PALO ALTO, California (
) -- In a great example of 'me too' M&A,
, whose thin provisioning technology is seen as key in offering cloud services.
Storage is one of the least sexy parts of the tech sector, but in what tech bellwether
has described as a waning IT-buying environment, cloud computing, which offers more efficient computing power and storage via the internet, helps companies reduce their spending on hardware and software.
HP seems anxious to get in on the trend; in its statement released before market open, HP described 3Par as potentially boosting the company's converged infrastructure strategy, which aims to streamline data center server, storage and networking.
However, HP's brinksmanship has left some experts scratching their heads. "I am not totally sure how the deal makes sense for HP," Charles King, principal analyst at technology research firm
, explaining that
in Dell's storage portfolio. "
HP's storage solutions are more of a mish-mash of low-end products that they developed and built internally, and higher-end products that they got from
-- I don't really understand how 3Par fits in there."
Some are wondering if acquiring and integrating 3Par would be too much of a distraction for HP, at a time when the company has plenty of other projects on its plate. The tech giant, for example, recently completed its
, part of an ambitious strategy to challenge
Research In Motion
Other high-growth, cloud-involved companies, like
, have been touted as more attractive acquisition targets for HP.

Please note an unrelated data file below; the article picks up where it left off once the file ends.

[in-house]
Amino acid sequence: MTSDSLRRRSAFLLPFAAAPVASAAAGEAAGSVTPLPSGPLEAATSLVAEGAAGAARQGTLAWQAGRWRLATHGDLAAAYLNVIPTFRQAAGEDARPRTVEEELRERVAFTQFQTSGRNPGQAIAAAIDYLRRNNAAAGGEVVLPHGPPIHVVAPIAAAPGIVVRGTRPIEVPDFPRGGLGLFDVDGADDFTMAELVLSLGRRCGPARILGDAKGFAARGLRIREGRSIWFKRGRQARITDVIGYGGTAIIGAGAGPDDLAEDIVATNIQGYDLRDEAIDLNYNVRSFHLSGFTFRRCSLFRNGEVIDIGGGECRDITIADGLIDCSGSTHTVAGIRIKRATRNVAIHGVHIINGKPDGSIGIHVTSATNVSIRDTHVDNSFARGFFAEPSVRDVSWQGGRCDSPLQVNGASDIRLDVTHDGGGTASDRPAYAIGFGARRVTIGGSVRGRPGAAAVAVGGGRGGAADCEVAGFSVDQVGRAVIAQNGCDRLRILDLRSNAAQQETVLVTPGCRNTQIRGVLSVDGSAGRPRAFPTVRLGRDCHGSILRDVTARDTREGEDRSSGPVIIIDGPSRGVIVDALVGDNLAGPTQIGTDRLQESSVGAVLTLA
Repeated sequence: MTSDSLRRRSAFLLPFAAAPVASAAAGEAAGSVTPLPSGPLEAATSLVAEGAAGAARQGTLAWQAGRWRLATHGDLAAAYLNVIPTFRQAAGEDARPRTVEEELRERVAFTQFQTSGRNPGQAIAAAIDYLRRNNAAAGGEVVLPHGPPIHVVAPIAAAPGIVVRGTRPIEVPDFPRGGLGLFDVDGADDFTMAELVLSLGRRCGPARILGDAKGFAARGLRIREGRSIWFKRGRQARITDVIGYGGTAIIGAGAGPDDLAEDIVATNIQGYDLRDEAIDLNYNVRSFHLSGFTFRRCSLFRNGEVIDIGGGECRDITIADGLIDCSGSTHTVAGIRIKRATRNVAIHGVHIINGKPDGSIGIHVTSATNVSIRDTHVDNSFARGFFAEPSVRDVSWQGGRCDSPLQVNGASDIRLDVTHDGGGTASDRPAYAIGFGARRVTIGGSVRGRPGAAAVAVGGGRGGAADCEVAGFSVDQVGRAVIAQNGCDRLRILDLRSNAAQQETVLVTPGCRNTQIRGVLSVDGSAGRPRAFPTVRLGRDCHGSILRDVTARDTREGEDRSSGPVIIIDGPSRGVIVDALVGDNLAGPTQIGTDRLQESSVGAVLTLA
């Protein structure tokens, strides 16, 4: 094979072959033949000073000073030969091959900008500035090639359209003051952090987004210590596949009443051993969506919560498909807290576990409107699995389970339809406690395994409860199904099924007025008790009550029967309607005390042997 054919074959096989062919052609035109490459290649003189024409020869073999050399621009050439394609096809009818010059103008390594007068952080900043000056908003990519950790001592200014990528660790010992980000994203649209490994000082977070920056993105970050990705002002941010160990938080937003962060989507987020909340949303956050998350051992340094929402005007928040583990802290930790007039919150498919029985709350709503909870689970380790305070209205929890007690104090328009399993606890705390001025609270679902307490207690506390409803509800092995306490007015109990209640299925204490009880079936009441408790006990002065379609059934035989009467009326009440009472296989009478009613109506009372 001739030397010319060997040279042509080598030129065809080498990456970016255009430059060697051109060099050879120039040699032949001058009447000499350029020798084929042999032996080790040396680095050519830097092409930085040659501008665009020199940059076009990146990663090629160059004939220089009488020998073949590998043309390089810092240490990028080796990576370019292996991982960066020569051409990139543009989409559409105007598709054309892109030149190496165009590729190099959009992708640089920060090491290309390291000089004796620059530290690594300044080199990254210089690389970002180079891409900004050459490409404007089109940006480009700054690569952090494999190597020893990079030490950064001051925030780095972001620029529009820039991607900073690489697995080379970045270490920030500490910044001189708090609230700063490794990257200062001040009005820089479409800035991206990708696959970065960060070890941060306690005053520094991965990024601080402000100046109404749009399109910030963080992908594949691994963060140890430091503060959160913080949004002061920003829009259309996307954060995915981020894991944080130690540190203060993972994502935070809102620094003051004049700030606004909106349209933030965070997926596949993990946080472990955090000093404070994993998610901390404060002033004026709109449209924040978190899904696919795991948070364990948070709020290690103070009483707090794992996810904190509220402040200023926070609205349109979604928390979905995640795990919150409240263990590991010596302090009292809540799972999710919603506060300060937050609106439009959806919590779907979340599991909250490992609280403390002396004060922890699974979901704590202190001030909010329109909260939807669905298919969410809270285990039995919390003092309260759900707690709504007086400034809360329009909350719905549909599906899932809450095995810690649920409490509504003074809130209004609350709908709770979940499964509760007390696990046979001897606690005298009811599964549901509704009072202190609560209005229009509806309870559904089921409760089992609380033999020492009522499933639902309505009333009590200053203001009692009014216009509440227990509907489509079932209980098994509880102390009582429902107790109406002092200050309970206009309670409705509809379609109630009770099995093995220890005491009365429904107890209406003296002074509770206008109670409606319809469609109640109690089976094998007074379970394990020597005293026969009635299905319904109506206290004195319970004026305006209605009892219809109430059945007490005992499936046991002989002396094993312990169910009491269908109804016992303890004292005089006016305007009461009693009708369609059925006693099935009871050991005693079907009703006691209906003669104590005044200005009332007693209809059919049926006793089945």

Salesforce.com, which provides Internet-based customer relationship management (CRM) services, has already carved out an impressive niche in the cloud space. Salesforce recently beat Wall Street's second-quarter estimates, prompting
Then there's Akamai, one of
Breakout Stocks, which provides services for accelerating content and applications over the Web. The company has benefited greatly from the rapid growth in Web video as well as the smartphone explosion.
If HP is nonetheless desperate to bolster its storage story, then
may also have proved a more logical choice. The HP rival and Wall Street darling
and recently gave healthy guidance after beating first-quarter estimates.
The challenge for anyone acquiring NetApp, however, would be meeting the company's price tag. The storage maker has a market cap of $14.23 billion, much higher than 3Par's $1.61 billion.
"NetApp has got more buzz
than 3Par," said King. "I think that NetApp is going to be a great fit for somebody, but I think that HP would have to come in with a considerably higher premium than $1.6 billion."
Given these factors, HP's 3Par bid may be more about halting Dell and sending a message to the rest of the market. "I wonder whether it's more a case of HP wanting to keep 3Par out of Dell's hands," said Pund-IT's King, adding that
may also may played a part in the bid. "Maybe this is the HP board trying to get the public's minds off all the other shenanigans."
Investors, however, were less than impressed with HP. The company's stock fell 81 cents, or 2.03%, to $39.04 on Monday, outpacing the modest retreat in tech stocks that saw the Nasdaq dip 0.40%. Dell, which is now under pressure to increase its own bid for 3Par, also closed southward, albeit at a more modest clip. The PC and server maker's stock fell 13 cents, or 1.08%, to $11.94.
3Par was a winner, though. The company's stock was up more than 44% as the market digested HP's $1.6 billion offer, a third higher than Dell's recent bid. 3Par's stock closed up $8.05, to $26.09.
With Dell expected to increase its bid for 3Par, there could be yet more upside ahead for investors in the storage specialist, whereas the bidding war could easily weigh on shares of HP and Dell.
-- Reported by James Rogers in New York
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